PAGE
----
edited by William C. Davis and James I. Robertson, Jr.
2007, The University Press of Kentucky, Lexington
Of particular interest to me in this book, the second in a series of five volumes, is the Diary of a Southern Refugee during the War, January - July 1862, the diary of Judith Brockenbrough McGuire. Mrs. McGuire was 49 years old at the time she was writing, married, and the step-mother of two daughters. Her experiences will thus match up more closely with those of Betty Herndon Maury than do those of the diaries of the girls studied in Confederate Daughters.
The book contains the following:
- Preface by William C. Davis and James I. Robertson, Jr.
- Land Operations in Virginia in 1862 by John S. Salmon
- Virginia's Industry and the Conduct of War in 1862 by Harold S. Wilson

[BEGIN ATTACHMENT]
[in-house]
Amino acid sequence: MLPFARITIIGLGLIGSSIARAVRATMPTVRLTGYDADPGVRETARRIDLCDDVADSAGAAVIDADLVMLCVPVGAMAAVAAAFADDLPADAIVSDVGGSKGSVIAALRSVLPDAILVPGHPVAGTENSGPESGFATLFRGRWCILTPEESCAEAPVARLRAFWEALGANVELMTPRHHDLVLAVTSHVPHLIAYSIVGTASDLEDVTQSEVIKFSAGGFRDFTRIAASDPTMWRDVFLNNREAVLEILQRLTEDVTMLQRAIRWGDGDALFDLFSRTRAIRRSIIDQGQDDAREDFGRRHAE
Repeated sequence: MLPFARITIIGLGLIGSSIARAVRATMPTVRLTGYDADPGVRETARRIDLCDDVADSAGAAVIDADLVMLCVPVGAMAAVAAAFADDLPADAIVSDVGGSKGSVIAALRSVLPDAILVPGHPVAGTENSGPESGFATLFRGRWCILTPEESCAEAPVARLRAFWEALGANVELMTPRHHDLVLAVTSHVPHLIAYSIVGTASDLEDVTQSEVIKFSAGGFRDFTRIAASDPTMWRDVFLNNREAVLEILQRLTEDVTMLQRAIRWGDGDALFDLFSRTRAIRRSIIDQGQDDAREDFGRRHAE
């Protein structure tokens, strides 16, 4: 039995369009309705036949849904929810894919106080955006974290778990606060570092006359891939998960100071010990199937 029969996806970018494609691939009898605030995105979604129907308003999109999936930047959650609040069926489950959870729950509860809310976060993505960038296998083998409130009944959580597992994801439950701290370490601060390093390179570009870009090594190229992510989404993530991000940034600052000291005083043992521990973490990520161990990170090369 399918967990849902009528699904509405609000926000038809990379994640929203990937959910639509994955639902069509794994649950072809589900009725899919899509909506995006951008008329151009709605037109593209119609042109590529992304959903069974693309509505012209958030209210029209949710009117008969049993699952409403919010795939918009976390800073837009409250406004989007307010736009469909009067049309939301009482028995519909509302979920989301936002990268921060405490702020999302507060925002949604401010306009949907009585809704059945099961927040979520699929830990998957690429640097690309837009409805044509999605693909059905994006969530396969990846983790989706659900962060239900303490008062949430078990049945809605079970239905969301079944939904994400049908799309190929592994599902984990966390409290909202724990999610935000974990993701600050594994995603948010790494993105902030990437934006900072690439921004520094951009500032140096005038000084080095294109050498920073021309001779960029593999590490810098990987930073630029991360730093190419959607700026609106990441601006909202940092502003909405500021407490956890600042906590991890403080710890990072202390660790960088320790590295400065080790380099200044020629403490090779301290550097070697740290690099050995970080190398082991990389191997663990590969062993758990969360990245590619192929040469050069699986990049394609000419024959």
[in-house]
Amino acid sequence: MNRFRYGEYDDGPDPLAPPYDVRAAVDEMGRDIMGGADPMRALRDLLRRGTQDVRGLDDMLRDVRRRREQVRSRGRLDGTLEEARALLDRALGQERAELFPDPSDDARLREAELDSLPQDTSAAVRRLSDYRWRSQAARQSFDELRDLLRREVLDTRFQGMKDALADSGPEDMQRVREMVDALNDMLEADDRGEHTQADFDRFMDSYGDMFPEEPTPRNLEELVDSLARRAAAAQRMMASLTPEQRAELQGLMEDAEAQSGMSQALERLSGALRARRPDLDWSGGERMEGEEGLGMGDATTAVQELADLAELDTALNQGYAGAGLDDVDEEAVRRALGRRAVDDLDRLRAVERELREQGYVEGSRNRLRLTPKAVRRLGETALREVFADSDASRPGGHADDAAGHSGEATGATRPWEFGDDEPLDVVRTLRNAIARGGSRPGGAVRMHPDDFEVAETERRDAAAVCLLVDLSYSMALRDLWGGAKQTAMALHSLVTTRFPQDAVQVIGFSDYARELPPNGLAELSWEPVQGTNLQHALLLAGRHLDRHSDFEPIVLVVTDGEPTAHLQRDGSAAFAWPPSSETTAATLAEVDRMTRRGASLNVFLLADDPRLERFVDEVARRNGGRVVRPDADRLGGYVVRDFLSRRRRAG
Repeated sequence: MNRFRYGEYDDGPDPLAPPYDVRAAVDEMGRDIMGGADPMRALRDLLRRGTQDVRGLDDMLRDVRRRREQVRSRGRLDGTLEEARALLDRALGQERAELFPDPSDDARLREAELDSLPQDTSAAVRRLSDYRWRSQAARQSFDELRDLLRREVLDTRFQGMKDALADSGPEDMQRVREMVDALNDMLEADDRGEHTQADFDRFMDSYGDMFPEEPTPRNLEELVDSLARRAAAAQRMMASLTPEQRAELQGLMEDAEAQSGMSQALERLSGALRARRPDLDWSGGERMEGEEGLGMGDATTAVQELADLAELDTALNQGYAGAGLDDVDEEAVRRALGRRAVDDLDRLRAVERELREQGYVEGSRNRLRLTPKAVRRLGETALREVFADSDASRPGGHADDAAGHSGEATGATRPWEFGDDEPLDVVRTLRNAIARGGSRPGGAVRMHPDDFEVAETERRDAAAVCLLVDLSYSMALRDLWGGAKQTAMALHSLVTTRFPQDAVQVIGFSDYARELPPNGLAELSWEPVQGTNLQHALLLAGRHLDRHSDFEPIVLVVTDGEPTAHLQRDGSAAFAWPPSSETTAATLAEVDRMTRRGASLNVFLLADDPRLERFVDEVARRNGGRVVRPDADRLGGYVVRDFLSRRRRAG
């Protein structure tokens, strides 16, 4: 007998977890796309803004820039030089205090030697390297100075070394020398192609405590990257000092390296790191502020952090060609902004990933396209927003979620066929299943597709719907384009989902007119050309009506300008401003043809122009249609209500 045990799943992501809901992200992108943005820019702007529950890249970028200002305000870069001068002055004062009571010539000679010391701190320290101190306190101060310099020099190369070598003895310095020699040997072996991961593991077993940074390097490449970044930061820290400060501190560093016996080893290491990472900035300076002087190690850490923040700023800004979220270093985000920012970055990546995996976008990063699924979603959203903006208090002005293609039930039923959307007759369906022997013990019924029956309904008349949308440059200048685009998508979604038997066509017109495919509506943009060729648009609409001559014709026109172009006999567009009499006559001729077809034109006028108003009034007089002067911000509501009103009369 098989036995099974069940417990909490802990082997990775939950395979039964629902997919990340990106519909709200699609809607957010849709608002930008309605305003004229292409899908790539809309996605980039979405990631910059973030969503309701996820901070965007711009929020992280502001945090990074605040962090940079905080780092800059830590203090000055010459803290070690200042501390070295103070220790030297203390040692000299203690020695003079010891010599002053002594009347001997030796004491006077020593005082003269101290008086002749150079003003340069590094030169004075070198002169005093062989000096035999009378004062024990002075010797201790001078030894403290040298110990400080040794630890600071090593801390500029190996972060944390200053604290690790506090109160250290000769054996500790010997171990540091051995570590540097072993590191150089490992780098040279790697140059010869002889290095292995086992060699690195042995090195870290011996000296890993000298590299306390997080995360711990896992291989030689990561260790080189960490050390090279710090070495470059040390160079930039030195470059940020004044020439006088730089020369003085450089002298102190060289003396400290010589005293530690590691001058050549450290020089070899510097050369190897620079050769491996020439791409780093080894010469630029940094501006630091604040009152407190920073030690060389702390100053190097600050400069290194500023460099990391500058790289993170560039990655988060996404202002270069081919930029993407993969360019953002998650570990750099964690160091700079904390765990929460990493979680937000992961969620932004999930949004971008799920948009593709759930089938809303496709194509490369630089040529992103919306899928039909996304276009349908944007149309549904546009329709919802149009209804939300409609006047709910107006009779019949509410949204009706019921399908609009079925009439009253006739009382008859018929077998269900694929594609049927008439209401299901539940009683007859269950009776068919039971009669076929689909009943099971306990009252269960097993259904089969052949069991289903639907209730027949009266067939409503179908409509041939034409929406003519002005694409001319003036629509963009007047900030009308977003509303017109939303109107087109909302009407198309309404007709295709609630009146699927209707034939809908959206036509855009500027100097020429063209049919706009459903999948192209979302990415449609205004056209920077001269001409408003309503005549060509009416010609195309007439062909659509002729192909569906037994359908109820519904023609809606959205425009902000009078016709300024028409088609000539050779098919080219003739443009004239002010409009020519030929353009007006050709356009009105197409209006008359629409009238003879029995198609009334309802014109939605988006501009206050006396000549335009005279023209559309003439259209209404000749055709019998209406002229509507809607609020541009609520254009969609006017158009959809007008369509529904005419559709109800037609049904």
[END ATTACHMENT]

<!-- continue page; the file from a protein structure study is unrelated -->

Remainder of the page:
- Virginia's Civilians at War in 1862 by John G. Selby
- The Trials of Military Occupation by Thomas P. Lowry
- Richmond, the Confederate Hospital City by David J. Coles
- Virginians See Their War by Harold Holzer
- Virginia's Troubled Interior by Brian Steel Wills
- Lee Rebuilds His Army by Dennis E. Frye
- Diary of a Southern Refugee during the War, January - July 1862: Judith Brockenbrough McGuire, Edited by James I. Robertson, Jr.
Virginians See Their War is a fascinating study of the illustrated news coverage of the war, comparing southern periodicals with their northern competitors. Several illustrations show how the shortage of artists in the south resulted in illustrations of notable military and political figures based on old photographs which bore little resemblance to the subject's present day appearance. Robert E. Lee, remembered today for his white hair and beard, is depicted as a dark-haired beardless young man. There were shortages not only of artists, engravers and lithographers but also of paper.